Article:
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CHENGDU, China China can't be said to have retail pharmacies in the American sense because, under current Chinese law, only hospitals can dispense prescription drugs. Still, the drug store industry there has mushroomed in tandem with the country's rapid economic development, with "yaofang" (that's Mandarin for "drug store") chains appearing in many major cities, such as the southwestern metropolis of Chengdu, where this photo of a Kangfu Long Pingjia store was taken.
For the most part, typical Chinese drug stores look a lot like their American counterparts, stocking a lots of domestic- and foreign-brand OTC drugs, personal care products and devices. Instead of pharmacies, stores often have sections for traditional Chinese medicine. Also absent are consumables, magazines, photo departments and many of the other products and services common in American retail pharmacies.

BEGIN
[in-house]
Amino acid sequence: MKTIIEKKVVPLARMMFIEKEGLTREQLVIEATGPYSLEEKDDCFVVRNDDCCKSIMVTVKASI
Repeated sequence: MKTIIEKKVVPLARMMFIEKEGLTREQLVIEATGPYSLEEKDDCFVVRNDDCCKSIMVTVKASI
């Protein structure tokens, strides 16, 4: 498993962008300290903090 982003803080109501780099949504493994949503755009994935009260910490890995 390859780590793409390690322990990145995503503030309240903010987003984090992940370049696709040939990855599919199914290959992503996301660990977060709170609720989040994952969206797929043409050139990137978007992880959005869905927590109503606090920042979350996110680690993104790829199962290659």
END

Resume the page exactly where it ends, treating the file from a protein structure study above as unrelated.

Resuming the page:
Despite the limitations imposed by their inability to dispense prescription drugs, Chinese drug stores seem to get along just fine by sticking to the basics, even as American retail pharmacies try to one-up each other with ever-expanding ranges of products and services. But China's drug store industry has a long way to go in terms of development and consolidation, and market pressures may force drug stores to do more to pull in customers. Already, nationwide chain Nepstar has started offering such services as kiosks that customers can use to pay their bills.